Since these flag-draped coffins all look the same, how on earth White House spokeman Trent Duffy claim the following about the ban on photos of the returning dead?
"We must pay attention to the privacy of the families. That's what the policy is based on."Rubbish. It's an issue of controlling propaganda, not privacy. The government knows that when the American public sees the bodies of American youths coming home from a war, they get queasy about continuing.
Visit The Memory Hole to see the moving photos the Pentagon would prefer you didn't see. War is hell, people, and we shouldn't send our young men and women to hell without good reason. Respect to Russ Kick who filed the Freedom of Information Act request to have these photos released--361 of them in all. They soon appeared in papers across the country, even here on the front page of our own Charlotte Observer. Here's the complete gallery. The site's running very slow, likely due to continued heavy traffic.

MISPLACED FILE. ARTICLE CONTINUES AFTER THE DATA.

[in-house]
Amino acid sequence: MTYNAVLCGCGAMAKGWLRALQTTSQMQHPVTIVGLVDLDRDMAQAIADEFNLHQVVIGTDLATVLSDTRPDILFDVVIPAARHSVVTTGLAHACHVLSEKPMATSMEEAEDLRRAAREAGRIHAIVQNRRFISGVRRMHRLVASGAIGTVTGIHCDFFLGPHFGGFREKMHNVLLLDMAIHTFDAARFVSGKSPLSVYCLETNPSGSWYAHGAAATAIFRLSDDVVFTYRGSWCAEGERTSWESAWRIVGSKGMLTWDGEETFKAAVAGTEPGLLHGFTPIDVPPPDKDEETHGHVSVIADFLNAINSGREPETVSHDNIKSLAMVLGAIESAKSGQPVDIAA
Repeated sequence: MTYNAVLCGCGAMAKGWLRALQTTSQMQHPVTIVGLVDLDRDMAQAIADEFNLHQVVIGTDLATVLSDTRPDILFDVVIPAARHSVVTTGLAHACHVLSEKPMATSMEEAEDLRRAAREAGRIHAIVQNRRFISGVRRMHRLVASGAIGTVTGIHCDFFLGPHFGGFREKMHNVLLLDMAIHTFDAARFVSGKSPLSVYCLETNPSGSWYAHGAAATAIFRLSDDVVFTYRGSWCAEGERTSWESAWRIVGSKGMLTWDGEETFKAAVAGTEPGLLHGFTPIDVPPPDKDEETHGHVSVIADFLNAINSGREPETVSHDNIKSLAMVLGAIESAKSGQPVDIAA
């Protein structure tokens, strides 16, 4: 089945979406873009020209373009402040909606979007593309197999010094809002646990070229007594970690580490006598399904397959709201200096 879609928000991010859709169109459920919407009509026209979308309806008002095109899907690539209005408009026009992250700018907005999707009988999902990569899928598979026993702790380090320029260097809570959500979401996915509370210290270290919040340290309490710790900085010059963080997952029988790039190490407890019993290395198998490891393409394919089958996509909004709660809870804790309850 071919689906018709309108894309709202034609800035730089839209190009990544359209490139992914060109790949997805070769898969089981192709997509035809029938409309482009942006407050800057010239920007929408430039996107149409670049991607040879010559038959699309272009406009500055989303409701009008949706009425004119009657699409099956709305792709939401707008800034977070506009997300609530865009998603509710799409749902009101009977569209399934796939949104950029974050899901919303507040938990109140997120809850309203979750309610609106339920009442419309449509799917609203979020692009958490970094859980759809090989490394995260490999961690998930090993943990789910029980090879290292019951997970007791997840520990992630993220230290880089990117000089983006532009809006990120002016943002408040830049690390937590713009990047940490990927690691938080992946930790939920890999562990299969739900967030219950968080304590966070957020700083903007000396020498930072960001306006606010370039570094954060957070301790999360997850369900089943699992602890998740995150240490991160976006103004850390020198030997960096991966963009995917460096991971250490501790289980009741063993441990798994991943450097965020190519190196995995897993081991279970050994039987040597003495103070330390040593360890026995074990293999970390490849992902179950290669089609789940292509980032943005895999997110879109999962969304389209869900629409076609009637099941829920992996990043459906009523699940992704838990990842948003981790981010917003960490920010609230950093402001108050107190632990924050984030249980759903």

And just in case you haven't heard, Tami Silicio, the photographer who took this stunning Seattle Times photo (also posted below) was fired by Maytag Aircraft, the company she contracted with. She and her husband were both fired by Maytag for violating U.S. government and company regulations. The Seattle Times reprinted the photo on the hompage of their web site, when they reported that Silicio was fired. The paper says public reaction to their publishing the photo has been mostly favorable.
The Pentagon first instituted the ban in 1991.